Eliminate Junk Mail With the Click of a Button


On a good day, I’ll see a postcard from my dentist, two magazines, and a freelance check in my mailbox. On a bad one, I’ll be inundated with phone books, flyers, credit card offers, and even a fake certificate for 20% off a custom-made hearing aid. Generally, I’ll dump the unwanted mailings — or “junk” mail — into my recycling bin before I even get into the house. But what if there was a way to easily access the mailing order for these items online and stop them before they get to me? (See also: Magazines for Free or Cheap)

You might already know about some of the more basic tips for killing mailbox clutter, but did you know about all of them?

1. Sign Up to Get Less

Go to the Direct Marketing Association’s website and sign up for their services. You could potentially reduce up to 80% of your junk mail by notifying them of each piece of mail you receive that you would rather not.

2. Opt Out

Be careful when you fill out forms for sweepstakes, freebies, or more information on products you know and love. Look for language on the form (usually at the bottom) that lets you know if you will be signing up for mailers, including emails. There should be a box to check or uncheck to remove yourself from further communications. Make sure you indicate your preferences.

3. Cut Credit Offers

Address issues with unsolicited “preapproved” credit offers by going directly to the company that could remove your name and credit info from the lists sent out to companies. OptOutPrescreen.com is the place to go to sign up for a five-year or even a lifetime halt to having your info circulated. While it will take time to see a reduction in offers, it can eventually put a dent in the junk mail.

4. Challenge Charities

Yes, they can do good things.They can also place a combined total of 2-10 phone calls a day to the average household! If charity request phone calls are driving you batty (and the accompanying solicitation mail pieces feel wasteful and intrusive), use this “fundraising reduction notice” to alert charities that you will be glad to continue sending gifts (if you already do), but don’t need the extra communication.

5. Cull Catalogs

Big, thick catalogs and those unnecessary phone book mailings are the worst offenders to your cramped mailbox (and the environment). Get proactive with the next batch of unwanted mailings by signing up with Catalog Choice. They can do a search by ZIP code or company name to find out what mass mailings are being delivered to all the mailboxes in your area, then help you to say “no.” They can also give you the tools to reject future mailings from virtually any company as well. (Their efforts to reduce waste by community are impressive.)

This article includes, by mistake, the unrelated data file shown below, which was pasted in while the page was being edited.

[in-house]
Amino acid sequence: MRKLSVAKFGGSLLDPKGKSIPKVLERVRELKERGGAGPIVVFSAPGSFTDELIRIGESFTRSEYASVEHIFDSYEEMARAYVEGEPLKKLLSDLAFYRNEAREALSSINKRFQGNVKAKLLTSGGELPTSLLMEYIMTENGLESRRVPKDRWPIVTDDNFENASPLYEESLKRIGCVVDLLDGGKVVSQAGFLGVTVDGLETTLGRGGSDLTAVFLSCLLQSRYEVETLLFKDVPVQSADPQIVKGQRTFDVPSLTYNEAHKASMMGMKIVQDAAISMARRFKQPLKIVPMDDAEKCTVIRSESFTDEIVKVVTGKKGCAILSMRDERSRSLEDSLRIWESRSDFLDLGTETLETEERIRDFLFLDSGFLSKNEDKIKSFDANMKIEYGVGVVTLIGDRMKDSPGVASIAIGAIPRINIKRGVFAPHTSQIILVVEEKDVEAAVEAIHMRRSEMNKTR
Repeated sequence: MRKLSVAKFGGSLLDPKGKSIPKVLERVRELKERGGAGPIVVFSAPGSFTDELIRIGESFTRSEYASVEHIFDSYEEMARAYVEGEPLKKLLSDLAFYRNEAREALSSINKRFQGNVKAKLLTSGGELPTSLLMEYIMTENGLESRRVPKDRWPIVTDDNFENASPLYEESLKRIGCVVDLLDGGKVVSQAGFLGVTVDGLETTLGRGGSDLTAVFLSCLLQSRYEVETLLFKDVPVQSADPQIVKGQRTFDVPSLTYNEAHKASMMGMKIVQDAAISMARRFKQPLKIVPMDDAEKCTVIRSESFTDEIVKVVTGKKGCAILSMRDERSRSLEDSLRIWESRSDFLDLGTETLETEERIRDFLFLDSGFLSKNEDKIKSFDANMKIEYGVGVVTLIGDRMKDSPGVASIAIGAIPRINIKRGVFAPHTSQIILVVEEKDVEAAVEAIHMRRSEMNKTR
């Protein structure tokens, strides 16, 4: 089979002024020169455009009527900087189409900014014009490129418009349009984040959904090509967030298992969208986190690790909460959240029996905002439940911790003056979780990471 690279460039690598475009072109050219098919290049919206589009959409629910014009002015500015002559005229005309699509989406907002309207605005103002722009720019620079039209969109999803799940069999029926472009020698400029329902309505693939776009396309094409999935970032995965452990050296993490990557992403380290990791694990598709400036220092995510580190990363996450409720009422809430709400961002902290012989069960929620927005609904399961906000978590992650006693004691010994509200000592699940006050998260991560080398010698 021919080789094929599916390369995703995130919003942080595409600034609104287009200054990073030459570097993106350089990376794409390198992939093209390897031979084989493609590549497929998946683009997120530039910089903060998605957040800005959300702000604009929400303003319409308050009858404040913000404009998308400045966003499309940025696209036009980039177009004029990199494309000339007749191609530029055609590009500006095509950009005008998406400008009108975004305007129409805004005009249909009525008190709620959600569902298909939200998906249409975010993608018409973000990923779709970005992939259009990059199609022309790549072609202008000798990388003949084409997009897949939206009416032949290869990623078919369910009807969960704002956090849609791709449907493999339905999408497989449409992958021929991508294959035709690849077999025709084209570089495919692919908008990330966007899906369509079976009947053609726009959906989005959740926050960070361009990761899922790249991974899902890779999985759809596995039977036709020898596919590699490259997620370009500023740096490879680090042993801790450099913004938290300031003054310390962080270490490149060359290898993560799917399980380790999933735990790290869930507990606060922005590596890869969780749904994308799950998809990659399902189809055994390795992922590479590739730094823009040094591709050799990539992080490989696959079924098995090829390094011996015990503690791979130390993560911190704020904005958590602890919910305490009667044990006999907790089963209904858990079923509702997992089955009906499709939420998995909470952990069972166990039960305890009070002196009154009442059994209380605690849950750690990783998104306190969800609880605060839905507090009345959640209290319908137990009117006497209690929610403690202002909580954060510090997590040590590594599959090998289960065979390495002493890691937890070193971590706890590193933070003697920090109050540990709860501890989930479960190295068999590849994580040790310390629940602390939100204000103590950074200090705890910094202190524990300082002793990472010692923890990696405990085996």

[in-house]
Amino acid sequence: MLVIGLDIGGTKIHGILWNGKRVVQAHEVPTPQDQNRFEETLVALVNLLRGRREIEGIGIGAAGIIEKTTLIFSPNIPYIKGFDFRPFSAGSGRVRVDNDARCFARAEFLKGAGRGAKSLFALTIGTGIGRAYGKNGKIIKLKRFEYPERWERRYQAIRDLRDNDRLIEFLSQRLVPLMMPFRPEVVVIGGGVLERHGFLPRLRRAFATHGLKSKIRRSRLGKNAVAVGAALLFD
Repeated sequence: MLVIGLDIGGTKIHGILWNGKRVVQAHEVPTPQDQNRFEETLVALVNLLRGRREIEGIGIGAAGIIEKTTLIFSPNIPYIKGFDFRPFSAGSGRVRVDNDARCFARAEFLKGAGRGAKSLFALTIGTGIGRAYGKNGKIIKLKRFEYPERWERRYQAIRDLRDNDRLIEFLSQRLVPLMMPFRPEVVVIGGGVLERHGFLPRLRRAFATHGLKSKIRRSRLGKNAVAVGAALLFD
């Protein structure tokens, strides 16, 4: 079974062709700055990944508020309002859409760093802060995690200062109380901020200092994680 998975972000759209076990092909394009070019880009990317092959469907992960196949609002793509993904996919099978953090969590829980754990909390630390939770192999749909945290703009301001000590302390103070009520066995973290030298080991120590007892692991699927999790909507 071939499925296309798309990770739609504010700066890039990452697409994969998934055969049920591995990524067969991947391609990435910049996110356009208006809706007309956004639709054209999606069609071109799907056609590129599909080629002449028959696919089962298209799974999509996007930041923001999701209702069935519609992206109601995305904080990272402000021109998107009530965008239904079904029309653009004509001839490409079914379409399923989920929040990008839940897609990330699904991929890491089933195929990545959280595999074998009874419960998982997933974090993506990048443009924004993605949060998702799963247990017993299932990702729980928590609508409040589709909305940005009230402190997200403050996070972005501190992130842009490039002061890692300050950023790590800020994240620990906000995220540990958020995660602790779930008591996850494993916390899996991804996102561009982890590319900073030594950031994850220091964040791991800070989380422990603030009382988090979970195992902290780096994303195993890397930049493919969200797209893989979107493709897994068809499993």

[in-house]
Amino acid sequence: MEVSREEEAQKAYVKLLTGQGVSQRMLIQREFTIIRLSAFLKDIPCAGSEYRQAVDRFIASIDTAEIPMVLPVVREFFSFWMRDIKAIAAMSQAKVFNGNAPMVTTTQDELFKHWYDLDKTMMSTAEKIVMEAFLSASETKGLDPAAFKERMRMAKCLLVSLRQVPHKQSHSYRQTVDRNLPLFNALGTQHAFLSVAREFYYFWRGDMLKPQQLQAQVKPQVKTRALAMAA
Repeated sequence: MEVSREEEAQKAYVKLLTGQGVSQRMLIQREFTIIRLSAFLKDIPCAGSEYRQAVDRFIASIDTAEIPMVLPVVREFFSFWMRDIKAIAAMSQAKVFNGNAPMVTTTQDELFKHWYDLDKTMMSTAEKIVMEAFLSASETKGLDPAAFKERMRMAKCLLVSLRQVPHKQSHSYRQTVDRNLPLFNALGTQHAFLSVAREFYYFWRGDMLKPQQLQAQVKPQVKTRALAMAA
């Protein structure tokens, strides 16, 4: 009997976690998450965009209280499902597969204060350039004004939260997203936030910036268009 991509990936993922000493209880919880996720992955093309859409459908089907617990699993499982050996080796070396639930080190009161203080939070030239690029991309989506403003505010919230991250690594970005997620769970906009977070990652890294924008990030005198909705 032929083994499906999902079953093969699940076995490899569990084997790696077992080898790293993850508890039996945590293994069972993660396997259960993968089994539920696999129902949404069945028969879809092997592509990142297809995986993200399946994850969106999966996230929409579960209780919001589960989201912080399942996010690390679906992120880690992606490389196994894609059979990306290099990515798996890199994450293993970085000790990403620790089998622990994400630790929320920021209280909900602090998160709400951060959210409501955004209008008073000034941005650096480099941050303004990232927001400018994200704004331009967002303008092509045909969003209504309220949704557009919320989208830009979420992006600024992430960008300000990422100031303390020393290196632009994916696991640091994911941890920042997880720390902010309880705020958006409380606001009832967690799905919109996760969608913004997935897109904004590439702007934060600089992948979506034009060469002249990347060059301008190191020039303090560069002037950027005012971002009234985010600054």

While you’re waiting around for your efforts to pay off — with a reduction in unnecessary packaging and a big break for the mail carrier — why not check out these additional resources? You can find more info on the process of cutting clutter in the mailbox at Ecocycle.org and revisit some ways to unsubscribe by the good, old-fashioned telephone and postal mail in Nora's take on reducing mailings.

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Meg Favreau's picture

I really like the reminder about charities. I once donated a small amount -- $25 -- to a charity, and I'm pretty convinced that they spent at least half of it sending me mail for the next three years! It was so frustrating to feel like I paid them to waste paper on me, not to further their cause.

Andrea Karim's picture

It's pretty depressing when you find a charity that you love and then they turn around and ruin it by being super-aggressive in their fundraising. Especially when it happens right away - "You just sent us $50 - please feel free to write another check right now!".

Some of my favorite charities are guilty of this. Well, formerly favorite.

Guest's picture

I love the idea on how to get less catalogs. We get so many that I know I never signed up for. It's a real nuisance. I never realized there was a site to pick and choose which catalogs I can get!

Guest's picture

I think everyone should sign up for more mail and catalogs. This will keep the Post Office lucrative and keep our Saturday mail coming. (Plus, when rolled up tightly, junk mail makes nice logs for the outdoor firepit.)